Article Text

Download PDFPDF

Gastropericardial fistula: a case report and review of literature
  1. T M Grandhi1,
  2. D Rawlings2,
  3. C G Morran1
  1. 1Department of Surgery, Crosshouse Hospital, Kilmarnock, UK
  2. 2Department of Radiology, Crosshouse Hospital
  1. Correspondence to:
 Mr T M Grandhi
 c/o Mr C G Morran, Department of Surgery, Crosshouse Hospital, Kilmarnock, Ayrshire KA2 0BE, UK;

Statistics from

Request Permissions

If you wish to reuse any or all of this article please use the link below which will take you to the Copyright Clearance Center’s RightsLink service. You will be able to get a quick price and instant permission to reuse the content in many different ways.

Pneumopericardium is a rare occurrence. A variety of oesophageal and gastric lesions have been reported to perforate into the pericardium causing pneumopericardium. Although peptic ulceration in hiatus hernia has also been reported to perforate into pericardium, other types of diaphragmatic hernia have not been described as causing perforation into the pericardium. We report a case of a young man who presented with chest pain and was found to have pneumopericardium secondary to a gastropericardial fistula in a recurrent diaphragmatic hernia.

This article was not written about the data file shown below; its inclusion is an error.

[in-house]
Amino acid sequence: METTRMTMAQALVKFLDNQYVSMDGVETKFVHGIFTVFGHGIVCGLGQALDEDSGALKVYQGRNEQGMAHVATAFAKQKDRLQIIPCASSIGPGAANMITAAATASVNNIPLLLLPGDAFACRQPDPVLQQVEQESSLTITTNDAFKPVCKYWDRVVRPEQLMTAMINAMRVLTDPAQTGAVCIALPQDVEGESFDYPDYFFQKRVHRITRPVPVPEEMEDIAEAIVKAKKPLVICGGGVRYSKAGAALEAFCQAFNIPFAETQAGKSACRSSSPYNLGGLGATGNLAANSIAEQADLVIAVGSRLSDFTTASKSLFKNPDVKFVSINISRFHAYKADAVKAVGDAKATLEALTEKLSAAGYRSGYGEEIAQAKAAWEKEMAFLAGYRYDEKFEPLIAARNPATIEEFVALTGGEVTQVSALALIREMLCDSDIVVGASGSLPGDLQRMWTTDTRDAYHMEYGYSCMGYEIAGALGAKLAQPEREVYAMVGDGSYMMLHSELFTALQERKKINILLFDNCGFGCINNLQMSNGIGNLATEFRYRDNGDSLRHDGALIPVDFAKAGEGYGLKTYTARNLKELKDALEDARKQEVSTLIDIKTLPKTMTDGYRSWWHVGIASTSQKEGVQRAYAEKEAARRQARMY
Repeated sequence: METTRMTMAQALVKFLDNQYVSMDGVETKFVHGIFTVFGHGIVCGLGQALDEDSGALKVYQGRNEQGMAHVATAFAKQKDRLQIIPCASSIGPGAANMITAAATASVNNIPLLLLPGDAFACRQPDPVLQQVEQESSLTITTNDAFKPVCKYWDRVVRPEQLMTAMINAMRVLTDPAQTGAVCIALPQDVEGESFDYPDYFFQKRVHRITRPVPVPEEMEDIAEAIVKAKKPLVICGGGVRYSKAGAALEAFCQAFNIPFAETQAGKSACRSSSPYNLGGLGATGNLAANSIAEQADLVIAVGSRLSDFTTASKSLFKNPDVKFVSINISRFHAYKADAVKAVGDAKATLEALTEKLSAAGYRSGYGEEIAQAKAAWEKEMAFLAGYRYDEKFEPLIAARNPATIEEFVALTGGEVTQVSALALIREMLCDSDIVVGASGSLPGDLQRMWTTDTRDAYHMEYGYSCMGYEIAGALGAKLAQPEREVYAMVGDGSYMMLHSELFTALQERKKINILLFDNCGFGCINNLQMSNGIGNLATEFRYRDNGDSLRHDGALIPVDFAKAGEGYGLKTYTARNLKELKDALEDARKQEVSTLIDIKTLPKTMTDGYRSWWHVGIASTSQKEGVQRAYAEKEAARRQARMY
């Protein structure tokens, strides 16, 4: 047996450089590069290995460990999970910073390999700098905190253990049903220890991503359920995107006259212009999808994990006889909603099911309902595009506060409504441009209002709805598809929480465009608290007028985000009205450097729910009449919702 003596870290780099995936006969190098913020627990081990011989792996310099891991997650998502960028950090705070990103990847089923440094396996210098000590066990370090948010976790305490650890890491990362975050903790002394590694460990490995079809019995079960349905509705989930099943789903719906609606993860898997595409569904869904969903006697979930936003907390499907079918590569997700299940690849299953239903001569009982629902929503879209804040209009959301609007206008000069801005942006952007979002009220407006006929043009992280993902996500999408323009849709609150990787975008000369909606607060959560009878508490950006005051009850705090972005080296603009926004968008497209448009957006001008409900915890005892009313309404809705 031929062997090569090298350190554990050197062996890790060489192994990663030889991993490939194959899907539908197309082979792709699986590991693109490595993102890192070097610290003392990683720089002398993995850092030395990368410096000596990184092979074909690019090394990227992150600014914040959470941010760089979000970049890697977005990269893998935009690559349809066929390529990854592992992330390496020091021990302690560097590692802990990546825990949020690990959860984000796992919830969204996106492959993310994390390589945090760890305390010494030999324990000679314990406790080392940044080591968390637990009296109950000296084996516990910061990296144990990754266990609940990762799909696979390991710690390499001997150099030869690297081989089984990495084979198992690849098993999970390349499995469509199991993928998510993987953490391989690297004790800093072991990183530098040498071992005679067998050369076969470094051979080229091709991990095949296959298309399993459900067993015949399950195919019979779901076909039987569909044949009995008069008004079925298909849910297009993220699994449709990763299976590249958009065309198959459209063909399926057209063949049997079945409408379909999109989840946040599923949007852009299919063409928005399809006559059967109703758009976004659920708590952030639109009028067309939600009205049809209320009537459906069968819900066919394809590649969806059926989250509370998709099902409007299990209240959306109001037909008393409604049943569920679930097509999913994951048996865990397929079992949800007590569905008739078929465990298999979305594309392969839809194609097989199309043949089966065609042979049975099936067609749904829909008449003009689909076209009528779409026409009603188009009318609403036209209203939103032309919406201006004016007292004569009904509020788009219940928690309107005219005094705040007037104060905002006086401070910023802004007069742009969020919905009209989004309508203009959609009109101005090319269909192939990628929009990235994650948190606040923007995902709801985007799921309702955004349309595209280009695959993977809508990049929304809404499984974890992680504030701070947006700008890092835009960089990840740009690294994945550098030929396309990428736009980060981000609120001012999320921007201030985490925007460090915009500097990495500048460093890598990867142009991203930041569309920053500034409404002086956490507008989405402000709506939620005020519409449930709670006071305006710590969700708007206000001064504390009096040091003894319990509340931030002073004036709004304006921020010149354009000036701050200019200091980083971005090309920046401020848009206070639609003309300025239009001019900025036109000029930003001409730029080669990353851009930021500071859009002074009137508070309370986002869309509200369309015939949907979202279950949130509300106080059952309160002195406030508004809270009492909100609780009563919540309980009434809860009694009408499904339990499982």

A 29 year old man presented in March 2002 to the accident and emergency department with two hour history of severe chest and abdominal pain and dyspnoea. He was in severe pain with a pulse rate of 112/min, blood pressure 169/74 mm Hg, and respiratory rate of 26/min. Resuscitation was begun with oxygen, intravenous fluids, and analgesics. On examination he had decreased air entry at left chest base, tenderness, and guarding in upper abdomen and an upper midline scar. Chest radiography showed pneumopericardium (fig 1). Electrocardiogram showed sinus tachycardia and 1 mm ST segment elevation in V2 and V3. Blood investigations showed a white cell count of 29.1×109/l. Blood gas analysis showed respiratory acidosis with pH of 7.26 and Paco2 of 7.11 kPa. He was in excruciating pain with persistent tachycardia and tachypnoea and had to receive a total of 55 mg of intravenous morphine in titrated doses. Repeat examination showed distended neck veins. Repeat chest radiography showed increase in the size of pneumopericardium suggesting cardiac tamponade. Pericardiocentesis was done by subxiphoid approach under local anaesthesia with 1% lignocaine (lidocaine) and 60 ml of air was aspirated. This resulted in immediate clinical improvement and the pulse and blood pressure gradually returned to normal. A contrast meal using Gastromiro showed the presence of diaphragmatic hernia with perforation of stomach into pericardial sac (fig 2). Thus a diagnosis of gastropericardial fistula secondary to perforation of the stomach in diaphragmatic hernia was made.